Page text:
The key to applying diaper cream is to make sure the area is dry before applying the cream. It’s this moisture that can make rashes worse, so keeping his diaper area dry is a must.
Now, which diaper cream to use? After talking with several moms, I compiled a few of our favorites below:
- Triple Paste (my preference)
- Desitin Maximum Strength
- Dr. Smith’s
- Butt Paste
- Petroleum jelly
4. Change diapers frequently
Confession time: I wouldn’t always change my babies’ diapers in the middle of the night. If they only had wet diapers, I’d simply feed them when they woke up and put them back to sleep.
But with a diaper rash, regular and frequent diaper changes are important, even when you’re sleep deprived in the middle of the night. You want to avoid any moisture from making your baby’s rash any worse, and keep him comfortable while he sleeps.
At night, put him in a new diaper before feeding, even if he didn’t soil his diapers. Yes, even if it means you have to undo his whole pajama / swaddle / sleep sack ensemble.
The same is true for the daytime—follow the clock and change his diapers every few hours, more frequently than you usually do. Maybe you change after every nap, or every two hours. Perhaps you put him in a diaper with a wetness indicator so you can easily see if he has peed.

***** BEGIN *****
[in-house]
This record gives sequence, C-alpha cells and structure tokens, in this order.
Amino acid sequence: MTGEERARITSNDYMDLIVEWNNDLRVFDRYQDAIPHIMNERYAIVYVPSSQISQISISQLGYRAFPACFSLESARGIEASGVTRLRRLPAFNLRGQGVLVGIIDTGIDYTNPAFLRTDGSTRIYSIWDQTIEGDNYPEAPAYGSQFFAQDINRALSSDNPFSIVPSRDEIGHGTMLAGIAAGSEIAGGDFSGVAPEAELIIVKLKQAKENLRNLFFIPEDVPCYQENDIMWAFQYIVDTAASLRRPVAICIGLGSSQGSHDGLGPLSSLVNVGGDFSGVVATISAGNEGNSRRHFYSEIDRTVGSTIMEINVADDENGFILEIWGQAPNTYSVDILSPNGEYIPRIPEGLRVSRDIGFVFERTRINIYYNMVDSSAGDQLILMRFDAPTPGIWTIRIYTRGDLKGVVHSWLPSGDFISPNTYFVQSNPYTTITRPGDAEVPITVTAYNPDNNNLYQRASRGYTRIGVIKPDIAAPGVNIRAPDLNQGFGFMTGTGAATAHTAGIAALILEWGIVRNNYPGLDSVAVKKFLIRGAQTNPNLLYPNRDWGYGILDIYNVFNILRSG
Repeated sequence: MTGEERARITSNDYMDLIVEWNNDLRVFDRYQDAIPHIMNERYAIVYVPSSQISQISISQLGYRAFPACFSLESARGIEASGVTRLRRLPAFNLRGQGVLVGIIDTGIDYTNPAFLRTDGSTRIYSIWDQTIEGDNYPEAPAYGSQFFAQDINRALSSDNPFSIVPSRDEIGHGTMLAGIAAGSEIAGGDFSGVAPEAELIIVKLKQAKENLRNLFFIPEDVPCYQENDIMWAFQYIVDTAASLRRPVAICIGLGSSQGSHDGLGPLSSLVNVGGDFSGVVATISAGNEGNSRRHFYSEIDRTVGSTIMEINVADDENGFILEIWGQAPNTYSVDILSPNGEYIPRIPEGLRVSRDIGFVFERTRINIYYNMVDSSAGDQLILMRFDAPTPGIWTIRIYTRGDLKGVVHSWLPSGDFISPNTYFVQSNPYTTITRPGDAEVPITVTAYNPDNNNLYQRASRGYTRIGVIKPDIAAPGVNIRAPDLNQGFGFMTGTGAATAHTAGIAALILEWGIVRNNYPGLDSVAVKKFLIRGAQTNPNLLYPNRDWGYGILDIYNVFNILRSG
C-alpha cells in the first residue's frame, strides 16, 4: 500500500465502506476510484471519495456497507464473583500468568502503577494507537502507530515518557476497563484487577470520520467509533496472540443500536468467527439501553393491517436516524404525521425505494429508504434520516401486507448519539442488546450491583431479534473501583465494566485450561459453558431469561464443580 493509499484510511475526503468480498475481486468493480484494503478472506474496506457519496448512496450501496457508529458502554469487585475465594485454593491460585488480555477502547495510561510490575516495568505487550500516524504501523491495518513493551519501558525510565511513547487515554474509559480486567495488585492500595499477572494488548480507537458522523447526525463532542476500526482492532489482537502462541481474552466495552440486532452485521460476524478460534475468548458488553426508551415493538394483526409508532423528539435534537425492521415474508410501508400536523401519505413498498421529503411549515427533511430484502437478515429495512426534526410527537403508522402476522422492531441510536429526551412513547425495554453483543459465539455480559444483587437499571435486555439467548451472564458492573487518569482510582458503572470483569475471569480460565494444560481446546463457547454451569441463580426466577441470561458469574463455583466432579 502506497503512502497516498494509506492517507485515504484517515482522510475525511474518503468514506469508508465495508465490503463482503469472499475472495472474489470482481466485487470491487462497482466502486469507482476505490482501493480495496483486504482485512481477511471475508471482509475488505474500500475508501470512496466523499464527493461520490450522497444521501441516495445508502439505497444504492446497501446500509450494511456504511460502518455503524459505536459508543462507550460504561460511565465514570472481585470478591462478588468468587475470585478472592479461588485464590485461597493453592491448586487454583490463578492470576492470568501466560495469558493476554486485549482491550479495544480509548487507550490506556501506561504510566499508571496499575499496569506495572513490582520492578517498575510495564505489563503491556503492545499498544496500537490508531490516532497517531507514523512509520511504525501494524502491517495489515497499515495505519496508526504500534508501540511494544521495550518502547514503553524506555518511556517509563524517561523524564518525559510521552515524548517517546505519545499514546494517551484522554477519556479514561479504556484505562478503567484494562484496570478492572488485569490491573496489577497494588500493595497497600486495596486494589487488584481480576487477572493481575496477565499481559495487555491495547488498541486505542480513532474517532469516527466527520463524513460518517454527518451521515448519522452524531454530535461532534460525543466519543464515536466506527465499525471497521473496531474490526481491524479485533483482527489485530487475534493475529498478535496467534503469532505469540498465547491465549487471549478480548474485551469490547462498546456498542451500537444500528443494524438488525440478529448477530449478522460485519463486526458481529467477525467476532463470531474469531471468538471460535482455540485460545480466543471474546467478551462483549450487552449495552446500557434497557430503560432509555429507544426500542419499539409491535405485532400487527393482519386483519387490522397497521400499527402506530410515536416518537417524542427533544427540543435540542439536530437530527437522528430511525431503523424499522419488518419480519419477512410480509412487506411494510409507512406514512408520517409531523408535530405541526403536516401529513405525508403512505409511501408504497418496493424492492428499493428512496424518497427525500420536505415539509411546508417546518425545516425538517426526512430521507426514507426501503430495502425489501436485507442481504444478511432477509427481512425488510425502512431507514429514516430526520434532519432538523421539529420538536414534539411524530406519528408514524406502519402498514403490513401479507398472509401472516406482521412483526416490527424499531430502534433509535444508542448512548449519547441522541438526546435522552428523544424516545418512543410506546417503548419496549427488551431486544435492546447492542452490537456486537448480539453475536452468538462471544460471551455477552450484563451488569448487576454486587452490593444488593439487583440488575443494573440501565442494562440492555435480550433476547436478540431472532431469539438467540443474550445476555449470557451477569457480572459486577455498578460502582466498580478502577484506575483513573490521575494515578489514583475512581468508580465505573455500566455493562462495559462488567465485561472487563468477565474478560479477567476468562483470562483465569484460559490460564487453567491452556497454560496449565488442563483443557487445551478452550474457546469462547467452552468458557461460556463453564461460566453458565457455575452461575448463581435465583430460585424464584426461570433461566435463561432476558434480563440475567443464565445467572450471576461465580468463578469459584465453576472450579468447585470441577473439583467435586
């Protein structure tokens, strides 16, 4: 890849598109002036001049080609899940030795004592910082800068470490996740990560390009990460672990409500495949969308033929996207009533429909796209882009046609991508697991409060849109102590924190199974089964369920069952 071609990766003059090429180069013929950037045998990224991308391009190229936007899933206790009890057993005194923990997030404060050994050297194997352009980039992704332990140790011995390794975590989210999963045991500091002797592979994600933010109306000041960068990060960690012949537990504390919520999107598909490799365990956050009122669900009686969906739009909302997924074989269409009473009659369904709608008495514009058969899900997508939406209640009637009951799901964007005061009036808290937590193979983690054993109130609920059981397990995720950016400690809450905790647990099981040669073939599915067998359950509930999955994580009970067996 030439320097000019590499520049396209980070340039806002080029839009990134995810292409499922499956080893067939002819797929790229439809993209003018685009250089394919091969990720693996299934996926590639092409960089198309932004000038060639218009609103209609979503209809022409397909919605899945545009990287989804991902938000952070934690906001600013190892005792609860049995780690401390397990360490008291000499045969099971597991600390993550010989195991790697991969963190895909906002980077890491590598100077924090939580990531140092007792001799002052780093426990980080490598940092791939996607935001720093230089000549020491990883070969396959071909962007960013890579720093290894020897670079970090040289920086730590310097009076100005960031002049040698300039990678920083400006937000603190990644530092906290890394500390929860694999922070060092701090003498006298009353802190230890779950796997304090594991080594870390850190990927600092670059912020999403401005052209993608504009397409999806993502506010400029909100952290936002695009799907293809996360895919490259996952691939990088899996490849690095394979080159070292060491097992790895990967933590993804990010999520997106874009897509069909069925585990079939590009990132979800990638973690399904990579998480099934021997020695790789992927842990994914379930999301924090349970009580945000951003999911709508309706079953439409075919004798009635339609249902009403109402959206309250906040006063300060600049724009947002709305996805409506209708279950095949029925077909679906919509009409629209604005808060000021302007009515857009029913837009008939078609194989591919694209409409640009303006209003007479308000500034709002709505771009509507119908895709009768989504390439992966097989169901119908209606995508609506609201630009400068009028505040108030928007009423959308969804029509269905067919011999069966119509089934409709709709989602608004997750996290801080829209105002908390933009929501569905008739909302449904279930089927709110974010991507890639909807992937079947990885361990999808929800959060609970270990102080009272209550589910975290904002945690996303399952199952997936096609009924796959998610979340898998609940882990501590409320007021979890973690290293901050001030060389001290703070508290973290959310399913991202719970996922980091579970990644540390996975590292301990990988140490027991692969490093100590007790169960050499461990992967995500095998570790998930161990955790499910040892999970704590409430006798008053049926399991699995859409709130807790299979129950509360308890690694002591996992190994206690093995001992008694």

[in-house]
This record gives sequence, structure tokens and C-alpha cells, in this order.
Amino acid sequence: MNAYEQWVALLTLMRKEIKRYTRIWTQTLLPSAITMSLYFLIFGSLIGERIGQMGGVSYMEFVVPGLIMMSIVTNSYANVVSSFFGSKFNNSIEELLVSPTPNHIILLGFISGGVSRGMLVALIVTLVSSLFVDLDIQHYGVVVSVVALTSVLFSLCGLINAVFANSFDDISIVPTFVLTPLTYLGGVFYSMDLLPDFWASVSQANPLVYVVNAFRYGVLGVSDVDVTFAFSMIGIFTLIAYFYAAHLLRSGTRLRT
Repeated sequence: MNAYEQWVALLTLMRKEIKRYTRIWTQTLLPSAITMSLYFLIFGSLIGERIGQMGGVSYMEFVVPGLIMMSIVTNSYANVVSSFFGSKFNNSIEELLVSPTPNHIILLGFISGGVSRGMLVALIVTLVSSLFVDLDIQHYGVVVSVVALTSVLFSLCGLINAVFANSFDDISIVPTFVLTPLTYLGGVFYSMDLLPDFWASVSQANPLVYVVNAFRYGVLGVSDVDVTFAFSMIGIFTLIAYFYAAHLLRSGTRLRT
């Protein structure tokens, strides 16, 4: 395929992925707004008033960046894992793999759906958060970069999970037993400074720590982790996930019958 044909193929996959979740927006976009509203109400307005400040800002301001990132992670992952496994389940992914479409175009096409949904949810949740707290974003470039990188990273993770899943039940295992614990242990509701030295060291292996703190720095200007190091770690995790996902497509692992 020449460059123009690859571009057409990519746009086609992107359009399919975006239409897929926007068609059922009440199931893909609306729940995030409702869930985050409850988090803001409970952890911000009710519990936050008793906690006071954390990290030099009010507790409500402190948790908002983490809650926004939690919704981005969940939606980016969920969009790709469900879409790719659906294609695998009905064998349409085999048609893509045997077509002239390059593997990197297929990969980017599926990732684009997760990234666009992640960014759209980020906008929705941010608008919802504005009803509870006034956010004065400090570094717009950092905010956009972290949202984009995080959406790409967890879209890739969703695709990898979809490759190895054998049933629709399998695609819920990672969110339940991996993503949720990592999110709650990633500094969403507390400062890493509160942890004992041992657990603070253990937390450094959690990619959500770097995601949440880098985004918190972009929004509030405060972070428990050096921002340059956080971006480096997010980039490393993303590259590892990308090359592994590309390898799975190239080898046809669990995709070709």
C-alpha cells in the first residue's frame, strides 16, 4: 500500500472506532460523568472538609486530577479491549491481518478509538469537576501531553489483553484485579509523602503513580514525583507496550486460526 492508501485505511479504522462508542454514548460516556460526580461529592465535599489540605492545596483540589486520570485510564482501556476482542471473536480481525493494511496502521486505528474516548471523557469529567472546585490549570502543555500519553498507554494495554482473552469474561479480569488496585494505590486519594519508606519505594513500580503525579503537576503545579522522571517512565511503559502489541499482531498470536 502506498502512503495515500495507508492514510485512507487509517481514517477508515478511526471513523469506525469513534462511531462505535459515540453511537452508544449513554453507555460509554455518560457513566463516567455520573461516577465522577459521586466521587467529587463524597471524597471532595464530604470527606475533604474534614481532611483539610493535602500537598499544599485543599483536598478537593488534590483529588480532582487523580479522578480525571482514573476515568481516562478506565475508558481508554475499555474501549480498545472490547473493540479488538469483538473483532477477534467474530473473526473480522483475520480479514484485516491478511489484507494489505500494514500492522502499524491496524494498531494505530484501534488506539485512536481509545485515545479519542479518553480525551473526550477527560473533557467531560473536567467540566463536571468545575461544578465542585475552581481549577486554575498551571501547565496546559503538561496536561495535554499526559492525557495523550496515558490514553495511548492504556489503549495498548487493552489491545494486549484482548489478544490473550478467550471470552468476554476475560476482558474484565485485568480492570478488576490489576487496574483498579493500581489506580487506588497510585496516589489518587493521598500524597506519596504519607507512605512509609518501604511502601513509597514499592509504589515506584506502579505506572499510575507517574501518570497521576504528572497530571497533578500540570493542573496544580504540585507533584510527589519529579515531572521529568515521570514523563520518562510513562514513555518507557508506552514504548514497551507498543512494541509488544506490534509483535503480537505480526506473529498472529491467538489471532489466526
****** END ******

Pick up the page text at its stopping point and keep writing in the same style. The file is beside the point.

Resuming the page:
A clean, dry diaper is the next best thing to being bare-bottom. Regular and frequent diaper changes will help make that happen.
Learn what to do when your baby keeps peeing through the diaper at night.
5. Switch diaper brands or sizes
Sometimes it’s the diaper itself that could be making the rash harder to go away. Every diaper is different, so that even if one baby is fine in one, another could find the same diaper irritating.
If the rash doesn’t seem to go away or keeps coming back, one option is to switch to a different diaper brand. Buy a few in small packages at first to see if it makes a difference before getting a larger box. Consider cloth diapers, which tend to be more comfortable and gentle on skin.
Another option is to move up a size in diapers. Sometimes we forget how quickly our babies grow and overlook the signs that they’re ready to size up. If your baby has elastic imprints on his skin, or securing the diaper seems tight, it may be time to get the bigger size.
No parent wants to see the dreaded redness of a diaper rash. We instantly cringe when we open that diaper, knowing what we’ve got stacked against us.
At least now, though, you have the tips to help even severe rashes go away quickly and effectively.
Washing with water instead of wipes can reduce irritation. Using diaper cream and changing diapers frequently can soothe and prevent the rash from getting worse.
Keeping your baby diaper-free as often as possible will minimize diaper use and help the rash go away faster. And finally, changing diaper brands or going up a size can be a long-term solution for those rashes that simply won’t go away.
Now diaper changes can be quick and simple once again—no wrestling required.
Get more tips:
- 5 Ways to Keep Your Baby Comfortable in Diapers
- How to Save Money on Diapers
- 5 Easy Ways to Stop Leaky Diapers at Night
- How to Make Your Baby’s Diaper Changes Easier